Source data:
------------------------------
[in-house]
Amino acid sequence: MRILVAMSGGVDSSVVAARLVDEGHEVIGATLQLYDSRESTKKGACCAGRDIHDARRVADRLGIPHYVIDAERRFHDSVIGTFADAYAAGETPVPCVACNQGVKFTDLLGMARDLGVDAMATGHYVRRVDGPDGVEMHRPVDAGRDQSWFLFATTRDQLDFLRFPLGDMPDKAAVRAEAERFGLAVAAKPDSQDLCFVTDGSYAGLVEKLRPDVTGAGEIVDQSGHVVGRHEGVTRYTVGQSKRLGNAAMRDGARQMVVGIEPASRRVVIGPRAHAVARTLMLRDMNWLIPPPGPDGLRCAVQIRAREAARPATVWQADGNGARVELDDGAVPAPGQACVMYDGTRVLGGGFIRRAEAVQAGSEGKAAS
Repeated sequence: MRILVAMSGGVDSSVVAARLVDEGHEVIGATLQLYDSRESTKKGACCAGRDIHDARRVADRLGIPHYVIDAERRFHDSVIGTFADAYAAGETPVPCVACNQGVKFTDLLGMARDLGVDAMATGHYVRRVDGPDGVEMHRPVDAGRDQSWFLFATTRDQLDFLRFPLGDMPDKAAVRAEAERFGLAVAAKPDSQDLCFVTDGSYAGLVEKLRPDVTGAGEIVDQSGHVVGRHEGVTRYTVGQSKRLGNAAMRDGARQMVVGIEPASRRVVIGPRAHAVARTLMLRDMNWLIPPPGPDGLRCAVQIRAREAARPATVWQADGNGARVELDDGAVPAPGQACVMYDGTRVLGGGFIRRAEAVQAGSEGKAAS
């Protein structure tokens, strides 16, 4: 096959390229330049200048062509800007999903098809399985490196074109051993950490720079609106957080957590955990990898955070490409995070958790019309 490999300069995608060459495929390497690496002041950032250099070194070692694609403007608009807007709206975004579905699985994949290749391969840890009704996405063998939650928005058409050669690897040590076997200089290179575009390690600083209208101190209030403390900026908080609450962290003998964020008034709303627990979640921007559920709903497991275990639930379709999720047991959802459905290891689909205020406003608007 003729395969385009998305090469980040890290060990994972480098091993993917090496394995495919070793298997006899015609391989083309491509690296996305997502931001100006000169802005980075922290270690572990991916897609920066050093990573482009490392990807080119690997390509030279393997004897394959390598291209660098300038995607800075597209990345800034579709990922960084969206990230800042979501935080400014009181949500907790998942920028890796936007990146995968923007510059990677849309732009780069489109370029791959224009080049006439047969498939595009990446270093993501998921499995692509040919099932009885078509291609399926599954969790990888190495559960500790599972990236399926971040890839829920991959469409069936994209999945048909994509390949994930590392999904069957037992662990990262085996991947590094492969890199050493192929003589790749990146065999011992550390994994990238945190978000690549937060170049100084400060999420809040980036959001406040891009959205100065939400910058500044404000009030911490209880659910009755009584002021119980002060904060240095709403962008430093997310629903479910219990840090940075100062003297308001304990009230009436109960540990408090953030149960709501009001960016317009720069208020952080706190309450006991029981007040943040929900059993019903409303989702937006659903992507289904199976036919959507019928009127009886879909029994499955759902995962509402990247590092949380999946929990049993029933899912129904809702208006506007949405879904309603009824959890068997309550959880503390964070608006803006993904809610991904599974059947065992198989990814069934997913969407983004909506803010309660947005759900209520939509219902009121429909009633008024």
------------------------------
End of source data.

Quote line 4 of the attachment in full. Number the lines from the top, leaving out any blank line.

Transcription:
């Protein structure tokens, strides 16, 4: 096959390229330049200048062509800007999903098809399985490196074109051993950490720079609106957080957590955990990898955070490409995070958790019309 490999300069995608060459495929390497690496002041950032250099070194070692694609403007608009807007709206975004579905699985994949290749391969840890009704996405063998939650928005058409050669690897040590076997200089290179575009390690600083209208101190209030403390900026908080609450962290003998964020008034709303627990979640921007559920709903497991275990639930379709999720047991959802459905290891689909205020406003608007 003729395969385009998305090469980040890290060990994972480098091993993917090496394995495919070793298997006899015609391989083309491509690296996305997502931001100006000169802005980075922290270690572990991916897609920066050093990573482009490392990807080119690997390509030279393997004897394959390598291209660098300038995607800075597209990345800034579709990922960084969206990230800042979501935080400014009181949500907790998942920028890796936007990146995968923007510059990677849309732009780069489109370029791959224009080049006439047969498939595009990446270093993501998921499995692509040919099932009885078509291609399926599954969790990888190495559960500790599972990236399926971040890839829920991959469409069936994209999945048909994509390949994930590392999904069957037992662990990262085996991947590094492969890199050493192929003589790749990146065999011992550390994994990238945190978000690549937060170049100084400060999420809040980036959001406040891009959205100065939400910058500044404000009030911490209880659910009755009584002021119980002060904060240095709403962008430093997310629903479910219990840090940075100062003297308001304990009230009436109960540990408090953030149960709501009001960016317009720069208020952080706190309450006991029981007040943040929900059993019903409303989702937006659903992507289904199976036919959507019928009127009886879909029994499955759902995962509402990247590092949380999946929990049993029933899912129904809702208006506007949405879904309603009824959890068997309550959880503390964070608006803006993904809610991904599974059947065992198989990814069934997913969407983004909506803010309660947005759900209520939509219902009121429909009633008024």